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8 Words That Are Older Than You Think

abacus

[ab-uh-kuh s, uh-bak-uh s] /ˈæb ə kəs, əˈbæk əs/
noun, plural abacuses, abaci
[ab-uh-sahy, -kahy, uh-bak-ahy] /ˈæb əˌsaɪ, -ˌkaɪ, əˈbæk aɪ/ (Show IPA)
1.
a device for making arithmetic calculations, consisting of a frame set with rods on which balls or beads are moved.
2.
Architecture. a slab forming the top of the capital of a column.
Origin
1350-1400
1350-1400; Middle English < Latin: board, counting board, re-formed < Greek ábax
Dictionary.com Unabridged
Based on the Random House Dictionary, © Random House, Inc. 2014.
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British Dictionary definitions for abacuses

abacus

/ˈæbəkəs/
noun (pl) -ci (-ˌsaɪ), -cuses
1.
a counting device that consists of a frame holding rods on which a specific number of beads are free to move. Each rod designates a given denomination, such as units, tens, hundreds, etc, in the decimal system, and each bead represents a digit or a specific number of digits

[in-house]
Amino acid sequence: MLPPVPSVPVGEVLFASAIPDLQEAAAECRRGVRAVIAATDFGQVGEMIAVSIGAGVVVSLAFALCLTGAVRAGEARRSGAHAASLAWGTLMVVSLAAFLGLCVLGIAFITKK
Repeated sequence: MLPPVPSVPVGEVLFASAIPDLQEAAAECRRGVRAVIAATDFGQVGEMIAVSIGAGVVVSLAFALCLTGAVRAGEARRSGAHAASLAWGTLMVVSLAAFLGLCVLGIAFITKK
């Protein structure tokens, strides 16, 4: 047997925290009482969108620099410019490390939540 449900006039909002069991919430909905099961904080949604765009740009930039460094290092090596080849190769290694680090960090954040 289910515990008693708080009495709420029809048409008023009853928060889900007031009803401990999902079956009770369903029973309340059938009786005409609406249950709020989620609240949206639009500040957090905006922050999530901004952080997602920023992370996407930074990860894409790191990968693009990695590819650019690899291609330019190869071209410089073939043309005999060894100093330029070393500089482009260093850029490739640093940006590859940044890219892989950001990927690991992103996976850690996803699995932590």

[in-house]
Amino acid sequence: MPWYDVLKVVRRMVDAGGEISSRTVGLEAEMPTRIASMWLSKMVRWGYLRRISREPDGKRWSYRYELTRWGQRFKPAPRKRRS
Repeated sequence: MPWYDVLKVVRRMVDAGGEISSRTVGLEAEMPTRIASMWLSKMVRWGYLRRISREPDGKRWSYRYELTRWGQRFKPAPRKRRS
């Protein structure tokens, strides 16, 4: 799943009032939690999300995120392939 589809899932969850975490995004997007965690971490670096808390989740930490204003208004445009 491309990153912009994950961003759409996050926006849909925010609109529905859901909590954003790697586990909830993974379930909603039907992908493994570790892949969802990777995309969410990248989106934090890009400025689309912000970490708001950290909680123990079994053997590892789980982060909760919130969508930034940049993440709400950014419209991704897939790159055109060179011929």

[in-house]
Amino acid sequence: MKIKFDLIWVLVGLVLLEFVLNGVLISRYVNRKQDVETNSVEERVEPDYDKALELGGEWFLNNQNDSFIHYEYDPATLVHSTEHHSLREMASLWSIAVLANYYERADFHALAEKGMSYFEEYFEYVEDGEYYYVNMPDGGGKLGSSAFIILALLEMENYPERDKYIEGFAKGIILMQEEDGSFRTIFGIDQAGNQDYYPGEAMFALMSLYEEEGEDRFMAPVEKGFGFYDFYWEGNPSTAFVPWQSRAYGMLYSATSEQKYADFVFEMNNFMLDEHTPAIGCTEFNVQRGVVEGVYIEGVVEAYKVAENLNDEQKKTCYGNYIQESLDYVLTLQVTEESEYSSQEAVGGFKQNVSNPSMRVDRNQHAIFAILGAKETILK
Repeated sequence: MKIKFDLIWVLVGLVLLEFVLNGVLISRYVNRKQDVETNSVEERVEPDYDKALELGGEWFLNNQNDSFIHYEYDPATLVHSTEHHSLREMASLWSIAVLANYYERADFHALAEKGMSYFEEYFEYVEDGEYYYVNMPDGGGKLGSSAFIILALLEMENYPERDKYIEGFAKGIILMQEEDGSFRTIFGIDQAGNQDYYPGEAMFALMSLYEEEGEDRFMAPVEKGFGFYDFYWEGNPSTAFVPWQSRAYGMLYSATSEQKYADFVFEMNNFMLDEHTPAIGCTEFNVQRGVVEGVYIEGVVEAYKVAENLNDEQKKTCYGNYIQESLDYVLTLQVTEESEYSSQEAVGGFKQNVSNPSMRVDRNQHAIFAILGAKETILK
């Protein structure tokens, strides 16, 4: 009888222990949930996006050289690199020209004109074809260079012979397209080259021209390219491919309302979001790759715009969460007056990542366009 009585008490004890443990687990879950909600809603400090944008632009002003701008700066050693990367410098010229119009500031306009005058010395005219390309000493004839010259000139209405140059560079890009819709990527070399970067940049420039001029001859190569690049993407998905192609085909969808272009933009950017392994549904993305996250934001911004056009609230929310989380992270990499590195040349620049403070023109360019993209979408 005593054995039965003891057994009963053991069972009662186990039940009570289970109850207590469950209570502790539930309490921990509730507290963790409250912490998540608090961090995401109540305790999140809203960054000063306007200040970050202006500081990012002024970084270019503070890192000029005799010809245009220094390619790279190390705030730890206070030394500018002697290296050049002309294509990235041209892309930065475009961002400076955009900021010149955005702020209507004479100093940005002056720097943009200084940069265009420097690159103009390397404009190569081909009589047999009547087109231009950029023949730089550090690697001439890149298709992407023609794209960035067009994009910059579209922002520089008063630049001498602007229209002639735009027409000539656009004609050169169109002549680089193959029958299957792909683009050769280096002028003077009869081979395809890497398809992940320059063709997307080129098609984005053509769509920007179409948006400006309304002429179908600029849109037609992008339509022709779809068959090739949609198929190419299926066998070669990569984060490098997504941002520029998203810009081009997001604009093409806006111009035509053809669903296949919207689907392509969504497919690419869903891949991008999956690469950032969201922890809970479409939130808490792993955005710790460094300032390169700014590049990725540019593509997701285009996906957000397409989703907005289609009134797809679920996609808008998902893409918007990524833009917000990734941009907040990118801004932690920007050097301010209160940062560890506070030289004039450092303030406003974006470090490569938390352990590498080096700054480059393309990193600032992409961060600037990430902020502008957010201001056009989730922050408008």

2.
(architect) the flat upper part of the capital of a column
Word Origin
C16: from Latin, from Greek abax board covered with sand for tracing calculations, from Hebrew ābhāq dust
Collins English Dictionary - Complete & Unabridged 2012 Digital Edition
© William Collins Sons & Co. Ltd. 1979, 1986 © HarperCollins
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Word Origin and History for abacuses

abacus

n.

late 14c., "sand table for drawing, calculating, etc.," from Latin abacus, from Greek abax (genitive abakos) "counting table," from Hebrew abaq "dust," from root a-b-q "to fly off." Originally a drawing board covered with dust or sand that could be written on to do mathematical equations. Specific reference to a counting frame is 17c. or later.

Online Etymology Dictionary, © 2010 Douglas Harper
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